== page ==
JESSICA HALLIDAY HARDIE, 2022, Best Laid Plans: Women Coming of Age in Uncertain Times, California: University of California Press, 274 pp., ISBN 9780520970052

Keywords: Planning, Educational Attainment, Women, Student Debt, Higher Education

‘Work hard, and you will get there!’ This is something that we as young students hear so often. The undue stress that is put upon individuals to achieve their goals often tends to lose sight of structural constraints that discourage people from achieving their purpose. When people discuss tales of success or sob stories of failure, the constraining conditions rarely find mention. Jessica Halliday Hardie’s Best Laid Pans is a significant intervention into these discussions. Through this work, she questions the existing scholarship that considers planning for the future and goal attainment merely as a function of individual aspirations and hard work. She argues that we need to move beyond the ‘planning paradigm’ to see the multiple economic, social, and political factors that determine the chances of upward mobility and career achievement during the transition from adolescence to adulthood among school-going students, particularly those from underprivileged groups and disadvantaged social classes.  

The study is based in the United States and follows the trajectory of several young women who are on their journey to achieve their ‘American Dream.’ Through seven chapters, Hardie follows the career paths of young women from middle, poor, and working classes to find out how successful they have been in being able to achieve their adolescent dreams and plans. Interestingly, the book sustains a distinction between the three classes. Working class women are employed at low-paying jobs while poor women are coming from familial backgrounds in which everyone is struggling to get even a low-paying job. Middle class women come from familial backgrounds in which one or both the parents are in decent paying jobs and have a pretty reliable social circle. Despite having realistic and well-thought-out plans, her study reveals that young women – particularly from economically underprivileged backgrounds – find it difficult or sometimes impossible to realize their goals. Middle-class women fare slightly better. For Hardie, the underlying factors that generate this difference are the availability of economic resources, issues of accessibility, and the social connections that working-class and poor women often lack. The planning process and execution are embedded and shaped by the larger web of background socio-economic conditions and the reasons for non-fulfillment of the plans are more structural than are commonly understood.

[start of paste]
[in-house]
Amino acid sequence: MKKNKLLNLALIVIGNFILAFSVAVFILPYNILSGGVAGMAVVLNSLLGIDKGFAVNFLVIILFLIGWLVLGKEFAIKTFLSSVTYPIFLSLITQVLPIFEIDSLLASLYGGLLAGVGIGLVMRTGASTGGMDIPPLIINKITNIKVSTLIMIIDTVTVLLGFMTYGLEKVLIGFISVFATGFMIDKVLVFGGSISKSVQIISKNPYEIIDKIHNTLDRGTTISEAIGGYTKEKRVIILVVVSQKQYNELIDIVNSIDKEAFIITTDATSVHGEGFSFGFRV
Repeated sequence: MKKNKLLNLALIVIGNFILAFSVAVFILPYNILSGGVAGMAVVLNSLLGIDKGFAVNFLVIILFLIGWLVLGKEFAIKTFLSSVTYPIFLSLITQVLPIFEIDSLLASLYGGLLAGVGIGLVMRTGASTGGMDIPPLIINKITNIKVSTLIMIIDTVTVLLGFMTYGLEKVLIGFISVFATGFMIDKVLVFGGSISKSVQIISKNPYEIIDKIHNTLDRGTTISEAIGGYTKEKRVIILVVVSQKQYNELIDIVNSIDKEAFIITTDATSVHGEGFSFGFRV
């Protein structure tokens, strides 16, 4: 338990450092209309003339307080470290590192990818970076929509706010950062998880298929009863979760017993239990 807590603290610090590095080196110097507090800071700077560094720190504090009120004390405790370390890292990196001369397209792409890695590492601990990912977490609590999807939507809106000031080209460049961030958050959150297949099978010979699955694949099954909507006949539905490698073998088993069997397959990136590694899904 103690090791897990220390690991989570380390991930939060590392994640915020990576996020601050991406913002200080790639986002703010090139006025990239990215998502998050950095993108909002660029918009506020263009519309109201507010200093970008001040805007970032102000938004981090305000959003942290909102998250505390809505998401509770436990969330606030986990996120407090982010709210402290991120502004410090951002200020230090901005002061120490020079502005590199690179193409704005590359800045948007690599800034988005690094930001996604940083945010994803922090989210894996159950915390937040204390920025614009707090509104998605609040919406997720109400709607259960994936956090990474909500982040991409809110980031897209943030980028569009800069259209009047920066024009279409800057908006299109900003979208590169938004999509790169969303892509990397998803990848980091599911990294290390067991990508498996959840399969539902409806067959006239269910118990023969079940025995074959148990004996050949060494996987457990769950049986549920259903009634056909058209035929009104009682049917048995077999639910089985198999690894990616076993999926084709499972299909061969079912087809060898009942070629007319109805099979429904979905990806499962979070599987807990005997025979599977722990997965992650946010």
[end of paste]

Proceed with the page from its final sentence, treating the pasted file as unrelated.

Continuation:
Can Everyone Afford Education? Economy as a Structural Constraint

In the United States, the diverse higher education ‘market’ offers various kinds of institutions and courses for students. The students from poor and working-class backgrounds, because of lack of affordability, tend to miss out on the most ‘sellable’ and ‘asked for’ courses. For them, even the bare minimum of educational attainment would mean drowning in the sea of student debt. Ranging from financial to intimate relations, there are multiple costs that families across the United States have to pay, just to be able to send their younger members to higher educational institutions (Zaloom 2019). Attaining higher education in the United States is too costly an affair for certain groups of people which ultimately lands them in bad financial situations and many of them end up dropping out (Goldrick-Rab 2016).

This question of affordability is one of the prime factors for the ever-widening gap in educational and career achievement of middle and working-class students, particularly women. Even if one begins with the same level of aspiration and equally ‘well-laid plans,’ Hardie shows how even then the socio-economic marginality of certain groups tend to deter them from achieving what they aspire. The crisis becomes even graver for women because of the multiple burdens that women carry.

The class bias in the American job-market is also well known. It is mostly the students from the elite sections of society who are able to reach the highest and most well-paying positions (Rivera 2015). No matter how carefully and effectively they plan, the discouraging force of socio-economic compulsions extinguishes the potentiality of upward mobility towards which such plans aspire.

‘Packaged’ and ‘Repackaged’ Futures